The Election Commission has done its homework pretty well on the political hashtags, observes ad guru Sandeep Goyal.
The Election Commission's Media Certification & Monitoring Committee will hitherto oversee the use of hashtags in political advertising in all Indian elections.
A 'hashtag' on Twitter makes for 'highly-polarised political narratives', opined a panel set up under an ex-IRS officer, Harish Kumar, to review poll expenditure limits and expenditure monitoring mechanisms.
The panel called for the creation of a separate social media monitoring cell in the district election officer's office to track political ads on social media during polls, and report them to the expenditure observer.
Hashtags especially came into the crosshairs of the expert committee who put it on record that, 'IT cells of different political parties often use 'bots' to create trends on social media. Hashtags used for this purpose are part of a manufactured campaign where expenditure is involved. It won't be easy to figure out how much. Nonetheless, they must be considered as part of election expenses as suggested by the expert panel.'
This is really smart thinking, I must say. Usually governmental understanding of digital trends lags user reality by quite a mile. But this has been a reasonably adroit move by the poll body.
The main events in a political campaign, in decades gone by, used to be out in the open: A fiery debate, or a public community event where candidates tried to earn a newsworthy picture on the next day's front page in the local newspaper.
But that was before the grand arrival of Facebook, Twitter and YouTube as political platforms of preference.
Now some of the most pivotal and meaningful thrusts of a campaign are orchestrated in the often murky and most times unfathomable world of social media, where ads can be targeted to even an audience of one, and run without interruption, with no disclosure of who is paying for them.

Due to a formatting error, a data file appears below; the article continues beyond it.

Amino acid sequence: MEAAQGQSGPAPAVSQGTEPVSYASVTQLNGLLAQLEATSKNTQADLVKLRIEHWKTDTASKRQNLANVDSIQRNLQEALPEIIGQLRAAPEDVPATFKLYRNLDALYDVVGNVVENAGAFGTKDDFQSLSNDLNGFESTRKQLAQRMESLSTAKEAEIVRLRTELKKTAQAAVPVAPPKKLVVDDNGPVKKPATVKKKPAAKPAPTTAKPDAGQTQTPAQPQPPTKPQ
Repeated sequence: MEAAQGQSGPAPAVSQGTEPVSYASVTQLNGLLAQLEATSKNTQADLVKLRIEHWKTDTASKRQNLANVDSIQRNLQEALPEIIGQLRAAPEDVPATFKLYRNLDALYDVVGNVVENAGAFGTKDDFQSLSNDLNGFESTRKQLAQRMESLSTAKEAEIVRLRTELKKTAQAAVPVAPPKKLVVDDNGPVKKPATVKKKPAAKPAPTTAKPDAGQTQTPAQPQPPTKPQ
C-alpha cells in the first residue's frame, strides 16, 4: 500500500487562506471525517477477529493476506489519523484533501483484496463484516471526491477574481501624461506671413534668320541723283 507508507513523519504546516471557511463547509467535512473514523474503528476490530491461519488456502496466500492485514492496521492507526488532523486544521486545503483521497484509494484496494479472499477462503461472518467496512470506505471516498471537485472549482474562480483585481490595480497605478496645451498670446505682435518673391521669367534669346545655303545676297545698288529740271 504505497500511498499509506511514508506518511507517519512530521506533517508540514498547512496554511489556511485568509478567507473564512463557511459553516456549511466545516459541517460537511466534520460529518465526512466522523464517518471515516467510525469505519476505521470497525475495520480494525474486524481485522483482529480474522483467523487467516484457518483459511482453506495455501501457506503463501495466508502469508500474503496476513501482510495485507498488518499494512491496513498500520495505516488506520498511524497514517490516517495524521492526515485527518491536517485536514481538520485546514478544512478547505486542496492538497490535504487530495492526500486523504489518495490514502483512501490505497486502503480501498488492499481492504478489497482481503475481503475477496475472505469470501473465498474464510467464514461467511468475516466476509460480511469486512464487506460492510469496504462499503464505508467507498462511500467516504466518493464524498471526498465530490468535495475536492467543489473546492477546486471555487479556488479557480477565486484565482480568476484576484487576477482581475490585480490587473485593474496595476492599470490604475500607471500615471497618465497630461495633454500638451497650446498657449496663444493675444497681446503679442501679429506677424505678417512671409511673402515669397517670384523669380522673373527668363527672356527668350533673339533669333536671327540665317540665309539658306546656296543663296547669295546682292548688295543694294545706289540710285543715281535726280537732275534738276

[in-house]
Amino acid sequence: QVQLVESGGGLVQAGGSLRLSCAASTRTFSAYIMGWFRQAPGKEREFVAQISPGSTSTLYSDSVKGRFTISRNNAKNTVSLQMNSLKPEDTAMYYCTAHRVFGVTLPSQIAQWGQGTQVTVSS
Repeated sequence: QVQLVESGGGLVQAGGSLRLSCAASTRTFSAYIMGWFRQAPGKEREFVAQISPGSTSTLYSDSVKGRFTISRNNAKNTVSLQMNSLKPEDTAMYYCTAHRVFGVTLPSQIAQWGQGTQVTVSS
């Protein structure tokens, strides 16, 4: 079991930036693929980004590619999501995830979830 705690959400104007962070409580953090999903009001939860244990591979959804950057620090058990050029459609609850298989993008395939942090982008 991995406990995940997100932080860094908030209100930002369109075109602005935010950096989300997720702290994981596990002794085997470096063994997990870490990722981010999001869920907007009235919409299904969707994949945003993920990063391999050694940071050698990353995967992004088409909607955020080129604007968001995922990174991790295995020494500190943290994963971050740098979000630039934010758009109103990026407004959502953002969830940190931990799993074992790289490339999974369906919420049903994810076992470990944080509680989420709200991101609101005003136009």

Election observers will now have to ensure that they see, and police, what voters are seeing too, including insinuations, hoaxes and forgeries, which spread instantaneously, mostly with creative hashtags that instantly signal subject, intent and target.
A hashtag on twitter is like a shorthand message; the social media equivalent of a newspaper headline: Pithy, direct, evocative and designed to arrest attention.
Donald Trump won the 2016 US presidential election using the #MAGA hashtag as the pincer of his social media strategy.
Over time his detractors too used #MAGA to crucify him.
#MAGA for them was not about Making America Great Again but Morons Are Governing America! Used whichever way, the message remained political.
Actually political hashtags can look and seem pretty innocuous most times.
India's top-ranked political hashtags on Instagram, Twitter, Facebook and Tumblr are #indianpolitics (24 per cent), #india (13 per cent), #bjp (9 per cent), #narendramodi (9 per cent), #politics (8 per cent), #modi (8 per cent), #rahulgandhi (7 per cent), #congress (7 per cent), #delhi (5 per cent), #amitshah (5 per cent).
But their use attracts supporters, and detractors, like flies to honey.
The expert panel of the Election Commission has actually done its homework pretty well on the political hashtags.
It noted that a trending hashtag indicated 'enormous' coordination among party workers and the candidate's sympathisers and supporters.
The panel was of the view that it was not possible to have a hashtag to trend without an elaborate social media cell or 'illegal' hiring of bot accounts.
Suggesting that hashtags endorsed by candidates and party functionaries be closely examined, the panel suggested that a Twitter hashtag or trend be treated as a 'political advertisement' in practice and must be covered under the MCMC regulations of the Election Commission.
Interestingly, the panel also suggested that open source tools like botometers be used to check a Twitter account that is supporting the campaign hashtag.
This would help the expenditure monitoring team to discover the use of underground services for campaigning under the guise of hashtags over Twitter.
Political or otherwise, do hashtags really work? Well, let us look at #BlackLivesMatter.
With its origins in one heartfelt Facebook post, following the 2012 shooting of 17-year-old Trayvon Martin, this hashtag spawned a civil rights movement that effectively changed the face of the United States.
There are now more than 26 Black Lives Matter chapters across the US.
The movement is fuelled by grief at the seemingly endless stream of unjust deaths; by rage at institutionalised racism; by frustration at the consistent denial of equal rights for all Americans.
More than any civil rights movement in history, the Black Lives Matter movement has been brought together from across the world by the uniting power of social media, especially the hashtag #BlackLivesMatter which has been like a clarion call to the faithful.
The task ahead for district election officers will not be easy.
Most of them, in fact the vast majority of them, are digitally ignorant.
The panel therefore recommended that the DEO's office be permitted to engage external consultants or software development companies to develop and deploy suitable social media monitoring solutions. #WellDoneEC. #GoGetThem.